Low doses of fludrocortisone and hydrocortisone, alone or in combination, on vascular responsiveness to phenylephrine in healthy volunteers
Professor Eric Bellissant, Service de Pharmacologie Clinique – CIC Inserm 0203. Hôpital de Pontchaillou, 2 Rue Henri Le Guilloux. 35033 Rennes cedex, France.
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A single administration of hydrocortisone has been shown to enhance the pressor response to phenylephrine in healthy volunteers and to norepinephrine in septic shock patients. Similar data do not exist for fludrocortisone. Since there continues to be disagreement about the utility of fludrocortisone in septic shock, we assessed the effects of a single administration of low doses of hydrocortisone (50 mg intravenously) and fludrocortisone (50 μg orally), given either alone or in combination, on phenylephrine mean arterial pressure and cardiac systolic and diastolic function dose–response relationships in 12 healthy male volunteers with hypo-aldosteronism induced by intravenous sodium loading.
This was a placebo-controlled, randomized, double-blind, crossover study performed according to a 2 × 2 factorial design. Subjects received first a 2000 ml infusion of NaCl 0.9% during 2 h. Then fludrocortisone 50 μg (or its placebo) was administered orally and hydrocortisone 50 mg (or its placebo) was injected intravenously. At 1.5 h after treatment administration, incremental doses of phenylephrine were infused (from 0.01 to 3 μg kg−1 min−1), each dose being infused during 5 min.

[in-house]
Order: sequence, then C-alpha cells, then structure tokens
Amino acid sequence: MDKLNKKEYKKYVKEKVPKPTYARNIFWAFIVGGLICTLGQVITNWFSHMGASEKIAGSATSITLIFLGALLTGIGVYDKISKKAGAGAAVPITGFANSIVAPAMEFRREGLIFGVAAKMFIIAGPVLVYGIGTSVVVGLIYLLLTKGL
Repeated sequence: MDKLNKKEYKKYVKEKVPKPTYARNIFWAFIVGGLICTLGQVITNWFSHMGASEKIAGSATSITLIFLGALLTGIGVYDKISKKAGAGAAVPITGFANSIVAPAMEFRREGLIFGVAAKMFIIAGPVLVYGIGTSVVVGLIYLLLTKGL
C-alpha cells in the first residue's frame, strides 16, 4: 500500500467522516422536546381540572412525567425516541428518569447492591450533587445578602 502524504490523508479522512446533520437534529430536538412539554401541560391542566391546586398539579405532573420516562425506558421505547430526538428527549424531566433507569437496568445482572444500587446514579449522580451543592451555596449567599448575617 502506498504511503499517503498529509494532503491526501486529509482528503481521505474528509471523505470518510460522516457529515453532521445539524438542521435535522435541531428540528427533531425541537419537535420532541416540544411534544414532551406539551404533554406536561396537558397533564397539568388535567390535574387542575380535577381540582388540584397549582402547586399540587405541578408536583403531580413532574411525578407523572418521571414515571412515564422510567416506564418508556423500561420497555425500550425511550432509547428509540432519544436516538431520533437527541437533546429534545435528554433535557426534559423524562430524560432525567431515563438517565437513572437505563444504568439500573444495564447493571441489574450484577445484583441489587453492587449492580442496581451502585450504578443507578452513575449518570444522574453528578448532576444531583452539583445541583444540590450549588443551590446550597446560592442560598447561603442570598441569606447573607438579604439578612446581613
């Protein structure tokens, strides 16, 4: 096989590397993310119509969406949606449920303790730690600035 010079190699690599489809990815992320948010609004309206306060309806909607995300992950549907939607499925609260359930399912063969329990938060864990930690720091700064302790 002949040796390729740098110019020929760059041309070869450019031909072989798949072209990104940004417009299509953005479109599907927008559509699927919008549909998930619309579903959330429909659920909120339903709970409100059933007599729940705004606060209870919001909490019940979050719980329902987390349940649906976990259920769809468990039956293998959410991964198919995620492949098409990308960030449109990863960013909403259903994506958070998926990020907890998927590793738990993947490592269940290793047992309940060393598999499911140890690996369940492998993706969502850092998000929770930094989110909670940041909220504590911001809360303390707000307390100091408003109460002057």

Both fludrocortisone (P < 0.001) and hydrocortisone (P = 0.002) induced a significant decrease in pressor response to phenylephrine, their effects being additive (fludrocortisone × hydrocortisone interaction, P = 0.792). The two drugs did not induce any detectable cardiac effect.
Single administrations of fludrocortisone and hydrocortisone decreased the pressor response to phenylephrine in healthy volunteers with hypo-aldosteronism. These similar effects of hydrocortisone and fludrocortisone probably express a rapid non-genomic vasodilating effect of the two steroids in the context of acute volume loading.